Student Workers deserve a raise

Forrest Stewart, Staff Writer

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I am continually amazed by the diverse array of work that my fellow students engage in to improve Luther’s operations, academics, cleanliness, and general allure. From physics researchers studying phenomena I could never begin to understand, to eager tutors ready to assist fellow students, to ITS workers who maintain and enhance Luther’s digital environment, to my wonderful coworkers at Chips who spend their week pestering administrators for interviews so that you all can read about how our school works (or doesn’t) while sitting alone in the caf (to all who are reading this sentence alone in the caf: no shame). And finally, we of course cannot forget the honorable folks who stand stoically and unshaken while we ask one more time if we can please have another scoop of mac and cheese (no, we can’t).

I am also continually amazed by the fact that we do this valuable work for $7.25 an hour. While I and many others are lucky enough to love the work that we do, the compensation is plainly inadequate. With Luther’s comprehensive fee soaring well above $50,000, minimum wage barely makes a dent (especially when students are limited to 10 hours of work per week). This combination of rising costs alongside stagnant wages is fundamentally unsustainable. Already many students are seeking employment elsewhere in Decorah because of the higher wages and more available hours. 

This combination of rising costs alongside stagnant wages is fundamentally unsustainable. Already many students are seeking employment elsewhere in Decorah because of the higher wages and more available hours. This process will surely (and rightly) continue in the future and I hope for the sake of both campus functionality and these students that our administration soon recognizes and adequately compensates the true value of our labor.”

– Forrest Stewart (‘19)

This process will surely (and rightly) continue in the future and I hope for the sake of both campus functionality and these students that our administration soon recognizes and adequately compensates the true value of our labor.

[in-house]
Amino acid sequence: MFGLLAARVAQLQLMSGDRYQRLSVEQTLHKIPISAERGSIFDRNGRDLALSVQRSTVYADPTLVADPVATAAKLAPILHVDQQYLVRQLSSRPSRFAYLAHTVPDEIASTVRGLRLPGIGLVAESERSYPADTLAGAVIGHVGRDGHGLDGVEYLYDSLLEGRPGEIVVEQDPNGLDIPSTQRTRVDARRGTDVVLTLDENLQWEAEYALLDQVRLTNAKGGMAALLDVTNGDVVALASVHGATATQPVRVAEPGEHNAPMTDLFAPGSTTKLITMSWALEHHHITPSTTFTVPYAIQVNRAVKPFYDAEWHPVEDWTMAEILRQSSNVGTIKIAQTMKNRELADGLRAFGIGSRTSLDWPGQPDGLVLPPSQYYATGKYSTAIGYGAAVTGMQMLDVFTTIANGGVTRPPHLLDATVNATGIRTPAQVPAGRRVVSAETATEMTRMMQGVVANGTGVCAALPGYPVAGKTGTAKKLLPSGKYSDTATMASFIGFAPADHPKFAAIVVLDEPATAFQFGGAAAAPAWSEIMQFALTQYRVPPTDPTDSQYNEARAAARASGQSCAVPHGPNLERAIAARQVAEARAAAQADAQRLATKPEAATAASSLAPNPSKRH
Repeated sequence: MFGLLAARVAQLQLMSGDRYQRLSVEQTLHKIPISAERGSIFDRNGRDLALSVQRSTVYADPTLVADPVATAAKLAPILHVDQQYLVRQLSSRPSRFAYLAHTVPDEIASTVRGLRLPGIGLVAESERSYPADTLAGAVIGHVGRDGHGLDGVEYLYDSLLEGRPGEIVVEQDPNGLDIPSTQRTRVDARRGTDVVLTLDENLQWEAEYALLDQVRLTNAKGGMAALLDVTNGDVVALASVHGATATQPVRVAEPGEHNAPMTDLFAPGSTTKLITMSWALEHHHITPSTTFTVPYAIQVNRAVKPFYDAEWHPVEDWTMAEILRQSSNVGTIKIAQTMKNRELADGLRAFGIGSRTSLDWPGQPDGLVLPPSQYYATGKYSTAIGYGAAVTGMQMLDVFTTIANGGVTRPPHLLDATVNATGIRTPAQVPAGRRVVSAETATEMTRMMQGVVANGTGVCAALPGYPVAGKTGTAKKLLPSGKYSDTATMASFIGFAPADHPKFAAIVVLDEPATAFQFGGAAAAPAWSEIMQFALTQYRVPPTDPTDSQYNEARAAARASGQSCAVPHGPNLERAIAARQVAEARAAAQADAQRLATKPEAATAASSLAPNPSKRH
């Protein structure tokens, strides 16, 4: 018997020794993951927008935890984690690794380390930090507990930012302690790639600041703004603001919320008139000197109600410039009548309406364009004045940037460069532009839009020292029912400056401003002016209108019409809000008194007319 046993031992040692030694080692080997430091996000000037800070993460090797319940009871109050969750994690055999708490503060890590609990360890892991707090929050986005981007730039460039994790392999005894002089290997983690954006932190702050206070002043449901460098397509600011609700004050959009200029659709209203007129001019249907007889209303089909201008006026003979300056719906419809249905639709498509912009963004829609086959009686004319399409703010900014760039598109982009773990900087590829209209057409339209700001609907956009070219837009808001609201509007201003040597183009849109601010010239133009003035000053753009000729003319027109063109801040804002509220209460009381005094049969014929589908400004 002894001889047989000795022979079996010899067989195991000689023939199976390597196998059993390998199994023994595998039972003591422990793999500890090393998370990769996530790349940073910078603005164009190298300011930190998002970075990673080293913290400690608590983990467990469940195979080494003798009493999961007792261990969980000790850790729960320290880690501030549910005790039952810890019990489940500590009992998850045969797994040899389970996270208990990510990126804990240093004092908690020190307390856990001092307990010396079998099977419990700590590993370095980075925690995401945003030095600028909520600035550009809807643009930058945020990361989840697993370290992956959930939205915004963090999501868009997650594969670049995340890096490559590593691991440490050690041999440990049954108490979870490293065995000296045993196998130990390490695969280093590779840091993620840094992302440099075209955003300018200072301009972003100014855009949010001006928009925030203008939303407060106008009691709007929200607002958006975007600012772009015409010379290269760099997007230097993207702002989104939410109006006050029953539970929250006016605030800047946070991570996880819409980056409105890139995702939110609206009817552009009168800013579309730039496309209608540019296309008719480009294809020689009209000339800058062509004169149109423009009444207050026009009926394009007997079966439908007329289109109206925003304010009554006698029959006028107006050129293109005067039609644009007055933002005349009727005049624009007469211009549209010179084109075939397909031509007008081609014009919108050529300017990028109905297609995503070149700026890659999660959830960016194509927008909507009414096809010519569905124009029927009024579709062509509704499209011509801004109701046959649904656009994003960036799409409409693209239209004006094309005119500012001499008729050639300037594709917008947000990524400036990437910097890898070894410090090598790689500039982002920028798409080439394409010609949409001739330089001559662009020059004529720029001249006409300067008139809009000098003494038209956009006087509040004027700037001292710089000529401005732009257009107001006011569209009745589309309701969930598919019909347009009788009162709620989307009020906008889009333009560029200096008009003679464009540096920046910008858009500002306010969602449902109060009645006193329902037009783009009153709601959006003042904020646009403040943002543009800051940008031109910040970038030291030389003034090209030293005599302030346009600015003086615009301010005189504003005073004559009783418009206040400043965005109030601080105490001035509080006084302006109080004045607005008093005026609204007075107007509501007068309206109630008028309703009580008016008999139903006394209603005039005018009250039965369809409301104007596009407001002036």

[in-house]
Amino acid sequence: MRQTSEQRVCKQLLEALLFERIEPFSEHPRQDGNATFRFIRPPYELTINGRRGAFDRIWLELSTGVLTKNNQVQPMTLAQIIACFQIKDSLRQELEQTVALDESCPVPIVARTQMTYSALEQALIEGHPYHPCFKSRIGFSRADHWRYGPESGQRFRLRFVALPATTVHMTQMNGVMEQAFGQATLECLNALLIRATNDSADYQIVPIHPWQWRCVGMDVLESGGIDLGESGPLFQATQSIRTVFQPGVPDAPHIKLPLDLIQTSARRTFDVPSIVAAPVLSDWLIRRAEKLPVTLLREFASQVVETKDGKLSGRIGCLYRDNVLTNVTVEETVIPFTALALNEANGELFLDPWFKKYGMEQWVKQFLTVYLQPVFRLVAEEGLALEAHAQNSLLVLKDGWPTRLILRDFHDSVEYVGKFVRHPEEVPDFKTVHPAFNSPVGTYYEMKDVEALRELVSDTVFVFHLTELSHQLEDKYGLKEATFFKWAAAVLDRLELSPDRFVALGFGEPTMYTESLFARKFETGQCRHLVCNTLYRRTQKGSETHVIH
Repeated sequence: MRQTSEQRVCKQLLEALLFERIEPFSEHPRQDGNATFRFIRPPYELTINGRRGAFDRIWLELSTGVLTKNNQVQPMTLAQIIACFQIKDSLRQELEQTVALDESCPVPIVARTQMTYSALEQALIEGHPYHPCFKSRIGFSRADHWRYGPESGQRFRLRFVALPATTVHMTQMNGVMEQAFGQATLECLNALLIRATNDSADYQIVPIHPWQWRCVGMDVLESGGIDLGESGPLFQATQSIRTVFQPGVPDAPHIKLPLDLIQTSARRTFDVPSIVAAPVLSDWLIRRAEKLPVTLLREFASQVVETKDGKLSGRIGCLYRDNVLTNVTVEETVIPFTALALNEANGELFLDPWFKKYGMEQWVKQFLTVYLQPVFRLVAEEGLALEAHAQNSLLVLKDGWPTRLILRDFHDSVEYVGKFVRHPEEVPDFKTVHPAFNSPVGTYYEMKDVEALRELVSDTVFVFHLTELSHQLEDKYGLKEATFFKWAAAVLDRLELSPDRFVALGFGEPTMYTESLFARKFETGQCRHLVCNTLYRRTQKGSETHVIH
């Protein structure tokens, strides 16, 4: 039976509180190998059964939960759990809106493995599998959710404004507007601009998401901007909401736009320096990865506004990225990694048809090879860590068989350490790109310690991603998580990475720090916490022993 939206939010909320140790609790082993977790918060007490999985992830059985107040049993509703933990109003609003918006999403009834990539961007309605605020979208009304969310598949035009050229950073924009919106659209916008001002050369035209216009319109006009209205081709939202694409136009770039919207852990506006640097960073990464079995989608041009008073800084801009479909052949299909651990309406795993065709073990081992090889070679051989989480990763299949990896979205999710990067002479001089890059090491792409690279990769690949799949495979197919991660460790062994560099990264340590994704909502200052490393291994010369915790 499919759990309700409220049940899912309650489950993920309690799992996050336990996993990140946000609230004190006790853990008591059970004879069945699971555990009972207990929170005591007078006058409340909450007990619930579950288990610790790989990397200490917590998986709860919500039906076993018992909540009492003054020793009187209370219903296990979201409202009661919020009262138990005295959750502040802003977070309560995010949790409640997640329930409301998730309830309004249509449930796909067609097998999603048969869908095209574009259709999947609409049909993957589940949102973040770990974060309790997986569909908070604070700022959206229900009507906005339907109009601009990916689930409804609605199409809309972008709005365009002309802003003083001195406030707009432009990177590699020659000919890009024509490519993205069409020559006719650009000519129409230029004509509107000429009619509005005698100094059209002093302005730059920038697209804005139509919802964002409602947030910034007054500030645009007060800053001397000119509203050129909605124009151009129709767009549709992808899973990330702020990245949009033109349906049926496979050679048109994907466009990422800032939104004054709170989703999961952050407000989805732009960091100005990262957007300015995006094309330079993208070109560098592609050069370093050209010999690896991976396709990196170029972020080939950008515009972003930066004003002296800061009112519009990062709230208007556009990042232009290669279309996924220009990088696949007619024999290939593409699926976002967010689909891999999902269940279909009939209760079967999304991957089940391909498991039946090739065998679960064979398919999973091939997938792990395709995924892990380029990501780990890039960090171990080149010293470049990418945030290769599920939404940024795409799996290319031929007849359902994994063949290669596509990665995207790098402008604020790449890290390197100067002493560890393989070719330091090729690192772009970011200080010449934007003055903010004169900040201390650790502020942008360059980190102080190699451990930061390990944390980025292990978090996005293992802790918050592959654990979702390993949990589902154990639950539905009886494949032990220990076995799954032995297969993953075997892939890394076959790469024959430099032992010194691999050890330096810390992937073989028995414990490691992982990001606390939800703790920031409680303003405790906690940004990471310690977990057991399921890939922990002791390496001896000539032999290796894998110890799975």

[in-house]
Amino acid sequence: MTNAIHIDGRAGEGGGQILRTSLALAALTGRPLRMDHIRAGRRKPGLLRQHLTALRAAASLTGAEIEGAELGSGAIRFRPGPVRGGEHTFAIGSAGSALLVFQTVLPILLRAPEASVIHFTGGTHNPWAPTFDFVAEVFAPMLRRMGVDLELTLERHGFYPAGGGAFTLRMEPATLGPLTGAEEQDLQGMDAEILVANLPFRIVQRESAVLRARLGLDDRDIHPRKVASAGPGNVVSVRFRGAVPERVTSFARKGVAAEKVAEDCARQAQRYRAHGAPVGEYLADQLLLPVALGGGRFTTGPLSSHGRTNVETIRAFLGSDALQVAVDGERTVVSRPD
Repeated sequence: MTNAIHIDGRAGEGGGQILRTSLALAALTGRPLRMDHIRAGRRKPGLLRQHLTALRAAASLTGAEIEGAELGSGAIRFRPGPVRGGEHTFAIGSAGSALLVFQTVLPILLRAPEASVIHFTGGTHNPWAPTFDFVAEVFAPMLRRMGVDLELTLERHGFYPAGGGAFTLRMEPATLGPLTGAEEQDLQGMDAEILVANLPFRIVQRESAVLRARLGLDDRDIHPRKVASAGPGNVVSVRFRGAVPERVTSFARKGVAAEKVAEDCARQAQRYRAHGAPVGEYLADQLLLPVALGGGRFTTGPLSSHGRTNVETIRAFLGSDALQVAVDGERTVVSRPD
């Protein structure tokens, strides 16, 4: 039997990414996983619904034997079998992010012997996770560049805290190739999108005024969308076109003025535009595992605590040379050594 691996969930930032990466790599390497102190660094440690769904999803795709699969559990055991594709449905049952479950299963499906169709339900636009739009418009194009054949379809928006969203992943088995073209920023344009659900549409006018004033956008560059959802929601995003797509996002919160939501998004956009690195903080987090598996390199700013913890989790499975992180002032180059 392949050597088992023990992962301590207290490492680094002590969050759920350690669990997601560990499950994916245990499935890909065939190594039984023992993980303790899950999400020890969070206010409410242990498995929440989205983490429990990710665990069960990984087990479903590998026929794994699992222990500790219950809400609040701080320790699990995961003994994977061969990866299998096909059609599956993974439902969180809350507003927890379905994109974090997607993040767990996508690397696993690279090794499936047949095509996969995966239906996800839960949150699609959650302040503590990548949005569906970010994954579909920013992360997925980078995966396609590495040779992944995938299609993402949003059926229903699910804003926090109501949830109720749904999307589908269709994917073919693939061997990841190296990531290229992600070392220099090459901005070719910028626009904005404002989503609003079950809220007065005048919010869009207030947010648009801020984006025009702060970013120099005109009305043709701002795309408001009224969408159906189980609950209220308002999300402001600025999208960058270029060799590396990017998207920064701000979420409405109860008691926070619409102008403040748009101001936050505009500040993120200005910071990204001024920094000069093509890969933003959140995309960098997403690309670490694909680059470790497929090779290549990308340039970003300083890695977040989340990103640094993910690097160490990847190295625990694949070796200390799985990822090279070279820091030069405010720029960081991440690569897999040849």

Additionally, many students are not able to seek work elsewhere. For our international students without workers visas, work study is the only way for them to make money in the US. Thus, Luther enjoys a practical monopoly on the labor of these students and, no matter how far into the future stagnant wages persist, international students will be stuck providing the institution with increasingly devalued labor. This seems plainly exploitive.

Massachussets Institute of Technology’s wage calculator shows that a living wage for one person in Iowa is $10.89 per hour. This is the absolute minimum that Luther should be paying student workers and I encourage all of us—the 75% of Luther students who are employed on campus and our allies—to openly discuss and pressure the administration (including the incoming president) on this issue. As a senior, I especially urge first years and sophomores to be vocal about this issue.

As students it is clear to us that money is tight right now. The examples are numerous: it’s all but certain that we will fail to reach our CO2 reduction goals for 2020 (due to higher up-front costs of investments that will save money in the long term), donors provide money for blurfs while the budgets of academic departments are slashed, and students have recently watched many of our favorite professors leave or retire without being replaced. However, the issue of paying workers fairly is one that supersedes the ups and downs of any institution. Failure in this regard is a stain on the very foundation of the Luther that we love.

Remedying this injustice should be at the forefront of Luther’s financial planning—the school should make raising student workers’ wages to at least $11 an hour a priority. And, if it somehow goes unaddressed, the administration should expect to face the inevitable consequences of inadequate compensation: dissatisfaction, a smaller workforce, and, perhaps most impactful, worker organization.

In solidarity.

Signed,

Forrest Stewart (‘19)

Opinions expressed in columns and letters are those of the author(s) and do not necessarily reflect the opinions of Chips or organizations whith which the author(s) are associated.

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